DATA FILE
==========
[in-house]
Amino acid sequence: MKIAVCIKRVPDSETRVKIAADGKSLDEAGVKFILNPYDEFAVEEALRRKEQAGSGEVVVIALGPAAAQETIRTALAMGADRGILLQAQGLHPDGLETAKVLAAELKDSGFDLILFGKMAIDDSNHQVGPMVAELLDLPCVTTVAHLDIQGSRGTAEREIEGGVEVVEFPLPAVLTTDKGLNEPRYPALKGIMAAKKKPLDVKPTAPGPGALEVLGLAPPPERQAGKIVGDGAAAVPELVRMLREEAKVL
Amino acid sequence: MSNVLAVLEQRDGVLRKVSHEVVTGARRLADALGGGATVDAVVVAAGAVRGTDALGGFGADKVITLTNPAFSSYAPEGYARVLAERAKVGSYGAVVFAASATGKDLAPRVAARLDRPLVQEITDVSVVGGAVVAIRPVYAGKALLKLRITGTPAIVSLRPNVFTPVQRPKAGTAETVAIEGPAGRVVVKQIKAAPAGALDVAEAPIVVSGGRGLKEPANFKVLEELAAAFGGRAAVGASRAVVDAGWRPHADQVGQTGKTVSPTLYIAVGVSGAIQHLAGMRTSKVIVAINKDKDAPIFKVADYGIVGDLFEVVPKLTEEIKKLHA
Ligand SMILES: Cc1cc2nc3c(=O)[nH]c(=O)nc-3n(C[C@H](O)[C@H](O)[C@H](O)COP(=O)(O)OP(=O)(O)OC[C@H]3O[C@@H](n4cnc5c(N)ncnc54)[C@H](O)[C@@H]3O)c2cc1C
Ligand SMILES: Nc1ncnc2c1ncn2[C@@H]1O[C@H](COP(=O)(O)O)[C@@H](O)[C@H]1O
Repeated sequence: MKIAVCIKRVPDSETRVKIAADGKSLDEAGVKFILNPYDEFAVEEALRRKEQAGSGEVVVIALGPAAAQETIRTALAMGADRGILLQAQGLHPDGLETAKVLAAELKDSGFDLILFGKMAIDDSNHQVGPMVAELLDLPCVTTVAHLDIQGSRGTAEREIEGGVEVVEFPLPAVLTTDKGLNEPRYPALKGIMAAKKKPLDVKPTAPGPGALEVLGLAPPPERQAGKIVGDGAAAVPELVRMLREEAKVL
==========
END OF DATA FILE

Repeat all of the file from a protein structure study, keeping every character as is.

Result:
[in-house]
Amino acid sequence: MKIAVCIKRVPDSETRVKIAADGKSLDEAGVKFILNPYDEFAVEEALRRKEQAGSGEVVVIALGPAAAQETIRTALAMGADRGILLQAQGLHPDGLETAKVLAAELKDSGFDLILFGKMAIDDSNHQVGPMVAELLDLPCVTTVAHLDIQGSRGTAEREIEGGVEVVEFPLPAVLTTDKGLNEPRYPALKGIMAAKKKPLDVKPTAPGPGALEVLGLAPPPERQAGKIVGDGAAAVPELVRMLREEAKVL
Amino acid sequence: MSNVLAVLEQRDGVLRKVSHEVVTGARRLADALGGGATVDAVVVAAGAVRGTDALGGFGADKVITLTNPAFSSYAPEGYARVLAERAKVGSYGAVVFAASATGKDLAPRVAARLDRPLVQEITDVSVVGGAVVAIRPVYAGKALLKLRITGTPAIVSLRPNVFTPVQRPKAGTAETVAIEGPAGRVVVKQIKAAPAGALDVAEAPIVVSGGRGLKEPANFKVLEELAAAFGGRAAVGASRAVVDAGWRPHADQVGQTGKTVSPTLYIAVGVSGAIQHLAGMRTSKVIVAINKDKDAPIFKVADYGIVGDLFEVVPKLTEEIKKLHA
Ligand SMILES: Cc1cc2nc3c(=O)[nH]c(=O)nc-3n(C[C@H](O)[C@H](O)[C@H](O)COP(=O)(O)OP(=O)(O)OC[C@H]3O[C@@H](n4cnc5c(N)ncnc54)[C@H](O)[C@@H]3O)c2cc1C
Ligand SMILES: Nc1ncnc2c1ncn2[C@@H]1O[C@H](COP(=O)(O)O)[C@@H](O)[C@H]1O
Repeated sequence: MKIAVCIKRVPDSETRVKIAADGKSLDEAGVKFILNPYDEFAVEEALRRKEQAGSGEVVVIALGPAAAQETIRTALAMGADRGILLQAQGLHPDGLETAKVLAAELKDSGFDLILFGKMAIDDSNHQVGPMVAELLDLPCVTTVAHLDIQGSRGTAEREIEGGVEVVEFPLPAVLTTDKGLNEPRYPALKGIMAAKKKPLDVKPTAPGPGALEVLGLAPPPERQAGKIVGDGAAAVPELVRMLREEAKVL